Also NOT accepted is anything potential harmful to you or those around you such as mineral spirits, florescent light bulbs, pharmaceuticals . . . the list of dangerous materials we blithely live among is impressively long. Anything that is flammable, explosive, poisonous, corrosive, injurious, or lethal  please take elsewhere for disposal, as detailed below. The Climate Smart volunteers do not want to have to turn you away! 

NOT Accepted and what to do about it

Following are names of obvious hazardous wastes and what to do about them. Needless to say, do not discard any of them among your household trash. They could injure a sanitation worker and will damage the environment. That’s not disposal: that’s negligence. The rule for disposing of anything is: DO NO HARM.

Plus, it is usually against the law.

Dutchess County accepts a great variety of material on its semi-annual Household Hazardous Waste and Electronics days — but not everything. Excluded stuff generally has to go back to its retail source. But don’t take our word for it. We are journalists and science majors, but we are not infallible.

Official guidance

  • For legal and regulatory guidance, call the NYS Department of Environmental Conservation, Division of Hazardous Substances Regulation: 518-485-8988 or 800-462-6553.
  • For household hazardous waste collection programs in this area, call the Dutchess County Resource Recovery Agency: 845-463-6020
  • For bigger stuff visit Dutchess County Solid Waste Managment website or call 845-463-6020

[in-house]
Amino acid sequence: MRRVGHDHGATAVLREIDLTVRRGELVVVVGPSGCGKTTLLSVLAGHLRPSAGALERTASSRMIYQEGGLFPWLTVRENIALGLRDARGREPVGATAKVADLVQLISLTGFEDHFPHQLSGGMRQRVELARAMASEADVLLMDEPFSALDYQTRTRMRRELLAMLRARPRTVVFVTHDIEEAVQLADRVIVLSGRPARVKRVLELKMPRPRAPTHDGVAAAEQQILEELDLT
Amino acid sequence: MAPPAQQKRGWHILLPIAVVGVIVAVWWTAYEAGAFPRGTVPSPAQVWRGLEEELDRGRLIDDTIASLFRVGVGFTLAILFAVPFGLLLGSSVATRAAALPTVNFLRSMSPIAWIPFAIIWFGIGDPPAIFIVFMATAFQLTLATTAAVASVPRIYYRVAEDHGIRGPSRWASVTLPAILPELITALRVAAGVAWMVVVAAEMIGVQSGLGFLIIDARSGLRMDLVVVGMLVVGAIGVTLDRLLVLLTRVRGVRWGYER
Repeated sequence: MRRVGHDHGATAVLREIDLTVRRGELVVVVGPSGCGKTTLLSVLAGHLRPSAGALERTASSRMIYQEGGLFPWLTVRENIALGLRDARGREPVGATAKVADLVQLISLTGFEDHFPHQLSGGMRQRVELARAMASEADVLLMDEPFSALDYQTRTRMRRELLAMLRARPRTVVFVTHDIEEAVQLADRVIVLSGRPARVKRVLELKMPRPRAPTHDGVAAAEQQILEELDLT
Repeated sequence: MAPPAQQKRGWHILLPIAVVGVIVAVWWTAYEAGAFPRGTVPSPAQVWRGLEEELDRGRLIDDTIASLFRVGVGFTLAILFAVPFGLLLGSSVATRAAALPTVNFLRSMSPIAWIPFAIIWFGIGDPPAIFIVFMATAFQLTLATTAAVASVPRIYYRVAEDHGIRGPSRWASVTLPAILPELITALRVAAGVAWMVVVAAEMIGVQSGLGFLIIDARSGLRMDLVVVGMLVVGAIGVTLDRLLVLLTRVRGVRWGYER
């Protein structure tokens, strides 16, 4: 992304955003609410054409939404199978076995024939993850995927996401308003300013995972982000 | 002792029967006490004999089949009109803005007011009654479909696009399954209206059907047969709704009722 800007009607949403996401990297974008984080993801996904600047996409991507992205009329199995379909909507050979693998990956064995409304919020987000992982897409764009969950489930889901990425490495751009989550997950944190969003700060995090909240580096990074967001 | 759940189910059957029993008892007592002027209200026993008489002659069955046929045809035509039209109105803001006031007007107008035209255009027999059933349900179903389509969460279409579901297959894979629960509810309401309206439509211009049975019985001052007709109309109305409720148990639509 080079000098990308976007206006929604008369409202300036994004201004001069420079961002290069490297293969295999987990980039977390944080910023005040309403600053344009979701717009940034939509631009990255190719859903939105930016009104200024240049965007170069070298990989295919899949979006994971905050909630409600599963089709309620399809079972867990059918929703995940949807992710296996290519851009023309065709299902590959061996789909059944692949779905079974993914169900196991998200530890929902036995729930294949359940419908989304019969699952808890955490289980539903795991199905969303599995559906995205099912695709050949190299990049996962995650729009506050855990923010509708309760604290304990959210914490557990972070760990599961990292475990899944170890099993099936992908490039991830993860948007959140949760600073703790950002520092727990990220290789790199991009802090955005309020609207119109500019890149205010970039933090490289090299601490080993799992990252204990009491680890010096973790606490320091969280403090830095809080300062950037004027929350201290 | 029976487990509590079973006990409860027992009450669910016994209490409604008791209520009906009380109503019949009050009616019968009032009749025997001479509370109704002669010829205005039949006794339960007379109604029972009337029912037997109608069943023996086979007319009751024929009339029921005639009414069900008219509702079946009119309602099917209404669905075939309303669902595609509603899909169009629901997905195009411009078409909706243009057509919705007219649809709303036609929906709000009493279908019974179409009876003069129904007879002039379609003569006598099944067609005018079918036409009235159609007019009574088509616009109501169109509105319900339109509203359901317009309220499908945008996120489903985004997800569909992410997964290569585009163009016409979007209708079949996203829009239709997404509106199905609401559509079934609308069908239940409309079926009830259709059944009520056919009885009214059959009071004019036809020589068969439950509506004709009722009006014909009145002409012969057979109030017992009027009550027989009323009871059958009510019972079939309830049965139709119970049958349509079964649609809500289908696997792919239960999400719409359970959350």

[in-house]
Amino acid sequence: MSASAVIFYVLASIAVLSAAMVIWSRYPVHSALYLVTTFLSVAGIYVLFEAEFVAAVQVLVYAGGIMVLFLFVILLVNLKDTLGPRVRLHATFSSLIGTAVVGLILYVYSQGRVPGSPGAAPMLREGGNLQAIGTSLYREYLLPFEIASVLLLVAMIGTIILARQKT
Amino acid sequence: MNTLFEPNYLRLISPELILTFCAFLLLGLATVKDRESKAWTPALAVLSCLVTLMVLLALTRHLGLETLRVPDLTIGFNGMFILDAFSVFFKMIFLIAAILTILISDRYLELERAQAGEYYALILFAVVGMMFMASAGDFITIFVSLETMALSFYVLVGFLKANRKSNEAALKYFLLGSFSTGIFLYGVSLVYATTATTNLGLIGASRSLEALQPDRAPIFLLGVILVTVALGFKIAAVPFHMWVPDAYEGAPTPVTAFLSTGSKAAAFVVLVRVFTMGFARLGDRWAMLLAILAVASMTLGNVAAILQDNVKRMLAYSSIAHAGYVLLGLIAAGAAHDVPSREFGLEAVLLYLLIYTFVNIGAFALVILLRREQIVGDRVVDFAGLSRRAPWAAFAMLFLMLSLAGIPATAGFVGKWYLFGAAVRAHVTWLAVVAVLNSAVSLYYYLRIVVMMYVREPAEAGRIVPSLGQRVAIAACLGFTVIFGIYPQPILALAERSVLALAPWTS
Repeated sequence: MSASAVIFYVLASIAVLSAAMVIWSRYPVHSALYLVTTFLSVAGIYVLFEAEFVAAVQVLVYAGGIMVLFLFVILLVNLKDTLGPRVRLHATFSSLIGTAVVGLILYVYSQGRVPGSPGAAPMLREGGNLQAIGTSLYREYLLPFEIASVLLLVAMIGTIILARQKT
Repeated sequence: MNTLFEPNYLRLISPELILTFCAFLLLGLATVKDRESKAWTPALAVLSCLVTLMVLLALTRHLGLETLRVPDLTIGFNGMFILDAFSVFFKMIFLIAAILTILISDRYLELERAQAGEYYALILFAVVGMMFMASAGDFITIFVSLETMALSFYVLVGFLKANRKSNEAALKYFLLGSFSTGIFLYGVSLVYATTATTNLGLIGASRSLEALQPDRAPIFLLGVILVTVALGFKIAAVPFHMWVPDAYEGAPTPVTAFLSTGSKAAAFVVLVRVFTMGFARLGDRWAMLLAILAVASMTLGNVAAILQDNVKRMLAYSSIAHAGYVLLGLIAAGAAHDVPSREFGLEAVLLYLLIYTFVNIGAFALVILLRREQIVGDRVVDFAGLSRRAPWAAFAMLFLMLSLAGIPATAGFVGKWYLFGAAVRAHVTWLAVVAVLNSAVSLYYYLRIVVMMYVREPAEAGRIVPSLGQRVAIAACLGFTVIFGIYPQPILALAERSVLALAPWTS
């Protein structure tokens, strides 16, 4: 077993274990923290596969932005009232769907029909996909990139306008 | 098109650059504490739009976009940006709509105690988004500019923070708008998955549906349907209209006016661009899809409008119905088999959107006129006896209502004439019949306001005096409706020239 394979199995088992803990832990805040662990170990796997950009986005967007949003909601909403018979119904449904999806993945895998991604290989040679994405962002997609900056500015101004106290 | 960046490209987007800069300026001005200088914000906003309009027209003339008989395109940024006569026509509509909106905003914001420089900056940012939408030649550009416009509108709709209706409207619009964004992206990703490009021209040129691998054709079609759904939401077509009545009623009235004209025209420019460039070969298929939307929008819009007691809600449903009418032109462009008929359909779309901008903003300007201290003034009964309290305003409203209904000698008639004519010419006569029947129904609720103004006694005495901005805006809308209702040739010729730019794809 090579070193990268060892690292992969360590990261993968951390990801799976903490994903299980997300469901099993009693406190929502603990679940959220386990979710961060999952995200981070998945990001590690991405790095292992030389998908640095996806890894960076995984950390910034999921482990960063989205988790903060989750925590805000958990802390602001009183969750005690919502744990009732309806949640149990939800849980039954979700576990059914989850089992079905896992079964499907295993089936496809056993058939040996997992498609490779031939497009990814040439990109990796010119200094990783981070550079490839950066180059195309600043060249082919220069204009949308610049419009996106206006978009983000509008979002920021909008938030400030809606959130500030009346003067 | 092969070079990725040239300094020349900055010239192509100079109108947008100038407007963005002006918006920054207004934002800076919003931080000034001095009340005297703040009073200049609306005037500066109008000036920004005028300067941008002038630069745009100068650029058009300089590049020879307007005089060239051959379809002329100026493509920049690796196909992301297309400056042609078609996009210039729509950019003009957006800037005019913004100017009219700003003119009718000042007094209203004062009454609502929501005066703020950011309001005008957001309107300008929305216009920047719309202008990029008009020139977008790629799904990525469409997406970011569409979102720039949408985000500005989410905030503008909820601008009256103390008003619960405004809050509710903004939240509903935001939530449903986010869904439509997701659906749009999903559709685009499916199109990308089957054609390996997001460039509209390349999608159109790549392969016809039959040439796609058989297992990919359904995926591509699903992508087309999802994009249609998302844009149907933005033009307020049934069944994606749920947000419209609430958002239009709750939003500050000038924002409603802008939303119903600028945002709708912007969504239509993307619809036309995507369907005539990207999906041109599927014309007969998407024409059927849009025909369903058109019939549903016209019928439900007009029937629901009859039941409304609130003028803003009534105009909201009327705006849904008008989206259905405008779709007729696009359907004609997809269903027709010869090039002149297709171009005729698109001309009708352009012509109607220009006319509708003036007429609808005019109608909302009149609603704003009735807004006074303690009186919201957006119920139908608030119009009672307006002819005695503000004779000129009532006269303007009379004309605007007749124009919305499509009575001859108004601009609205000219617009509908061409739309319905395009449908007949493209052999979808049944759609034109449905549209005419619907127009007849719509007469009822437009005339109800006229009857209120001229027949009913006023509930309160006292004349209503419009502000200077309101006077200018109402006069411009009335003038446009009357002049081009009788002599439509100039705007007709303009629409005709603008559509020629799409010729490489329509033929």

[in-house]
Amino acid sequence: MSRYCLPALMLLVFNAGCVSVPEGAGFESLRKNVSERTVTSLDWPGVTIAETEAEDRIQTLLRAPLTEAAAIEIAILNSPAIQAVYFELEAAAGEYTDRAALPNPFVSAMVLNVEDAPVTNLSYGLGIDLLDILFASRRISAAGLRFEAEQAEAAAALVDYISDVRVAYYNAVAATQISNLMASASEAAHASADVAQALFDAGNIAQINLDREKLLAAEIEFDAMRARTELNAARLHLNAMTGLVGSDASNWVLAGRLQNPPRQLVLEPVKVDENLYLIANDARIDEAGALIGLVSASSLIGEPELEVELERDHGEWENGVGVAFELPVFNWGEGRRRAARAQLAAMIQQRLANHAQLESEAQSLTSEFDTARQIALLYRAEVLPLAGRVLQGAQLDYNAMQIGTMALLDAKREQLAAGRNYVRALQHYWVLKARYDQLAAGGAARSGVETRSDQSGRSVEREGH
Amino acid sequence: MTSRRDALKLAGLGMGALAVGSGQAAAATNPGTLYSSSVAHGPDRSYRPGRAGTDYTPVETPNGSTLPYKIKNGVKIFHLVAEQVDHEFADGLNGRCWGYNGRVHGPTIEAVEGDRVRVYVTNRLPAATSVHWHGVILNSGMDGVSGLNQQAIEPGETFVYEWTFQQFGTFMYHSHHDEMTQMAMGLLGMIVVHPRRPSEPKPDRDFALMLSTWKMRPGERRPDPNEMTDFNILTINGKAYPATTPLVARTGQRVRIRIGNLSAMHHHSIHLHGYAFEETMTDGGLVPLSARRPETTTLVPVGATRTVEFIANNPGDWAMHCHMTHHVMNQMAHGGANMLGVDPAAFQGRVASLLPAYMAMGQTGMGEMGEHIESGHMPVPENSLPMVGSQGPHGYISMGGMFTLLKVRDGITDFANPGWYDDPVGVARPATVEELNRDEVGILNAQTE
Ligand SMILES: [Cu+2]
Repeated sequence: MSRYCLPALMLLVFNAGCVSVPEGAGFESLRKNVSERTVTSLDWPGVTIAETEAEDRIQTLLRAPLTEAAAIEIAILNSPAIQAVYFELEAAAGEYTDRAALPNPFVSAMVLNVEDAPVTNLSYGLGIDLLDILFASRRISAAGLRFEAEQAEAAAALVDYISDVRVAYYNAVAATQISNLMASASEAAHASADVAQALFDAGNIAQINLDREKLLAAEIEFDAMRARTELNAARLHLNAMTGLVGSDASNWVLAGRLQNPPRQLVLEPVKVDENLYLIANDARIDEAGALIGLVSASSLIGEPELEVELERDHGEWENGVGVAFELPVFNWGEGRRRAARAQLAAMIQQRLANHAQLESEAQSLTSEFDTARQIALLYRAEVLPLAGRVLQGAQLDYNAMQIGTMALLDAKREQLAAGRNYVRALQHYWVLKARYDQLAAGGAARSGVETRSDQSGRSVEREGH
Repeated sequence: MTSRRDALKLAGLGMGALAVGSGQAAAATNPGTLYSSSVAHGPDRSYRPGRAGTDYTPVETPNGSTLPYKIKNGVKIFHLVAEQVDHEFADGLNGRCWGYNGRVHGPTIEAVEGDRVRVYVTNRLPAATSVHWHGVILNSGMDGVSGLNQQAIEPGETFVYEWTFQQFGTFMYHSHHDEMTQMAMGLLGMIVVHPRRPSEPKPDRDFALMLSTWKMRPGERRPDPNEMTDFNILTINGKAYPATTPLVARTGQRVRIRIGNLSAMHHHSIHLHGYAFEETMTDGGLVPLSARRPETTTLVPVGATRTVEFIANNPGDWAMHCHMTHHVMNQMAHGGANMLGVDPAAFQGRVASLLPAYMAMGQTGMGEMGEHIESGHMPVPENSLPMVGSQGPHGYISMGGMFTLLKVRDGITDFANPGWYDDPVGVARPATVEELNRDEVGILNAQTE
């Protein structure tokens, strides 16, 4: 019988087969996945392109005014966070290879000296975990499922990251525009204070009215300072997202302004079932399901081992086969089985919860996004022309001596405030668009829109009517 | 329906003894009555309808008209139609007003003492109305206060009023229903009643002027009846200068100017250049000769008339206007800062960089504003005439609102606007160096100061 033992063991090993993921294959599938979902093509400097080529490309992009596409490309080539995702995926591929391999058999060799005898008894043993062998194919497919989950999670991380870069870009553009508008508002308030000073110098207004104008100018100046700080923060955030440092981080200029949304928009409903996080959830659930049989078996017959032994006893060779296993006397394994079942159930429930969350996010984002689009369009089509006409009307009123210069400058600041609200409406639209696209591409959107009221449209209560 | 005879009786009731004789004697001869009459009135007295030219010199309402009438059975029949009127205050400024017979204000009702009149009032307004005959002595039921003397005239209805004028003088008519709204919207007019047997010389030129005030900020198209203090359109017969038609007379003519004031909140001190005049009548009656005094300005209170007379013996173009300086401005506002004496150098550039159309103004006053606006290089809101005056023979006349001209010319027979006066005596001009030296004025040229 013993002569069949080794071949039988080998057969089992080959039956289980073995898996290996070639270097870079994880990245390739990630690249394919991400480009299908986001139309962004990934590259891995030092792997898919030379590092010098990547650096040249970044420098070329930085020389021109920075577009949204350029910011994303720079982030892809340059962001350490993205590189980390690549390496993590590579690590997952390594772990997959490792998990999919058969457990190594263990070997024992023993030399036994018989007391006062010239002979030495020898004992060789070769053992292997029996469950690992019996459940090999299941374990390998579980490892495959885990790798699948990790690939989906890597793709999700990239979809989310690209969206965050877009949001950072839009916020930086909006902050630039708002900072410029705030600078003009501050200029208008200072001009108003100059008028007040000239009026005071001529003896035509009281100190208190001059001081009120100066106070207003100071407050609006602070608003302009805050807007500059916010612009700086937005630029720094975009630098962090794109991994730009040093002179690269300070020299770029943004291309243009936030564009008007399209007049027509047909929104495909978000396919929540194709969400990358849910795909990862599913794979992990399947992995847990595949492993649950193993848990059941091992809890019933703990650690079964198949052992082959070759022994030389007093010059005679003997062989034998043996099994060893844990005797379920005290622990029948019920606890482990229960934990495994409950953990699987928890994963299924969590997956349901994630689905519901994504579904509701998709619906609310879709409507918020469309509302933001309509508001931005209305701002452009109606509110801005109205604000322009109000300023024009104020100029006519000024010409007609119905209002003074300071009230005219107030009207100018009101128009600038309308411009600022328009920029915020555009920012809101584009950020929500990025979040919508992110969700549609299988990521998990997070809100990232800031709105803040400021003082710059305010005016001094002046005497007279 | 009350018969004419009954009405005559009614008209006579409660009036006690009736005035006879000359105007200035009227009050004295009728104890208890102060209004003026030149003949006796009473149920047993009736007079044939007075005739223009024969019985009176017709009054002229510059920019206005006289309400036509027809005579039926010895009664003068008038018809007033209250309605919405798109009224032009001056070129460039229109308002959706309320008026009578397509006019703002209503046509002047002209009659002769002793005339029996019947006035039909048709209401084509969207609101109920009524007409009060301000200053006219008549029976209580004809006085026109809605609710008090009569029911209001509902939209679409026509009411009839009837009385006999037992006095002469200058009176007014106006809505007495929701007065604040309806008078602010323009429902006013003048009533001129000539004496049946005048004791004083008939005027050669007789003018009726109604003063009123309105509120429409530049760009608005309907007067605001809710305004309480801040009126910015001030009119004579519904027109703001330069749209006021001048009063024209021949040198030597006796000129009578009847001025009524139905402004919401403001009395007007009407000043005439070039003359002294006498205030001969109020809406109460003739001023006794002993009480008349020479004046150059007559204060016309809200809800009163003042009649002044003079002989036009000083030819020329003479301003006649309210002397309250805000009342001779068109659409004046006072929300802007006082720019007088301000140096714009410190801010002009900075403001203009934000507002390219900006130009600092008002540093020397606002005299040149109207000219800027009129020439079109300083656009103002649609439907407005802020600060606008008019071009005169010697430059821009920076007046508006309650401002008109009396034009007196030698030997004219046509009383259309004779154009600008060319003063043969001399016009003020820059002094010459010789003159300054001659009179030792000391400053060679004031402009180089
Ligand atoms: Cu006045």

• For the leading local carting service, call Welsh Sanitation (a division of Royal Carting): Amenia Office 845-877-9354; Wingdale Transfer Station 845-832-3828

Asbestos products: Call an asbestos removal contractor.

Building or construction debris: Contact a carting or dumpster service.

Aerosol containers: Empty contents into a box or bag in a well-ventilated area such as outdoors (highly recommended). Then dispose in household trash.

Car batteries: Return to an auto center or car repair shop.

Fluorescent bulbs: All contain mercury and are hazardous waste. Take CFLs (compact fluorescent lamps) to a big-box retailer such as Lowe’s and Home Depot, which have CFL drop boxes. Take fluorescent-tube lights to a hazardous waste event and please tape them together or put in a box to minimize breakage.

Latex paintDry the paint using kitty litter, sawdust or the sun. Re-lid the can, put in a sturdy plastic bag and throw in the trash.

Hazardous liquids: To rid yourself of any, including the following, make an appointment with a hazardous waste collection program: Acids 💀 Adhesives 💀 Chemicals 💀 Metal polish 💀 Oil and lead paints 💀 Paint strippers 💀 Pesticides 💀 Poisons 💀 Preservatives 💀 Resins 💀 Sealants 💀 Solvents 💀 Tar 💀 Waterproofing